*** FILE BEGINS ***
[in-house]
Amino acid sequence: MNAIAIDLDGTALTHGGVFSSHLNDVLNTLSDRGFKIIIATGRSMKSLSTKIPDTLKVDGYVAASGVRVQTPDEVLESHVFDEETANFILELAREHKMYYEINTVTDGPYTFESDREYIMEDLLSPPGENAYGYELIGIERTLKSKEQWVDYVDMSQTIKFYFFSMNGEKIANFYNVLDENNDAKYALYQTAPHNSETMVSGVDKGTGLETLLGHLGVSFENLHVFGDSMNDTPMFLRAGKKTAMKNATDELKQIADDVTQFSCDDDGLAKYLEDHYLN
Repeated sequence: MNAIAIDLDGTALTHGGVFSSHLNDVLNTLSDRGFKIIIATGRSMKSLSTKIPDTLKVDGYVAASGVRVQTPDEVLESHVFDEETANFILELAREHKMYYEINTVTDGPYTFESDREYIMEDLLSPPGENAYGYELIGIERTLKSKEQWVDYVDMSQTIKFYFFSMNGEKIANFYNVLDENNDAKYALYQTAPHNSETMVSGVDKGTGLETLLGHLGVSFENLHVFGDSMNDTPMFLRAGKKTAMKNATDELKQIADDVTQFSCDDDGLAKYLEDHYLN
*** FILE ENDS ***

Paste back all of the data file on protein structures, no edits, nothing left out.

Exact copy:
[in-house]
Amino acid sequence: MNAIAIDLDGTALTHGGVFSSHLNDVLNTLSDRGFKIIIATGRSMKSLSTKIPDTLKVDGYVAASGVRVQTPDEVLESHVFDEETANFILELAREHKMYYEINTVTDGPYTFESDREYIMEDLLSPPGENAYGYELIGIERTLKSKEQWVDYVDMSQTIKFYFFSMNGEKIANFYNVLDENNDAKYALYQTAPHNSETMVSGVDKGTGLETLLGHLGVSFENLHVFGDSMNDTPMFLRAGKKTAMKNATDELKQIADDVTQFSCDDDGLAKYLEDHYLN
Repeated sequence: MNAIAIDLDGTALTHGGVFSSHLNDVLNTLSDRGFKIIIATGRSMKSLSTKIPDTLKVDGYVAASGVRVQTPDEVLESHVFDEETANFILELAREHKMYYEINTVTDGPYTFESDREYIMEDLLSPPGENAYGYELIGIERTLKSKEQWVDYVDMSQTIKFYFFSMNGEKIANFYNVLDENNDAKYALYQTAPHNSETMVSGVDKGTGLETLLGHLGVSFENLHVFGDSMNDTPMFLRAGKKTAMKNATDELKQIADDVTQFSCDDDGLAKYLEDHYLN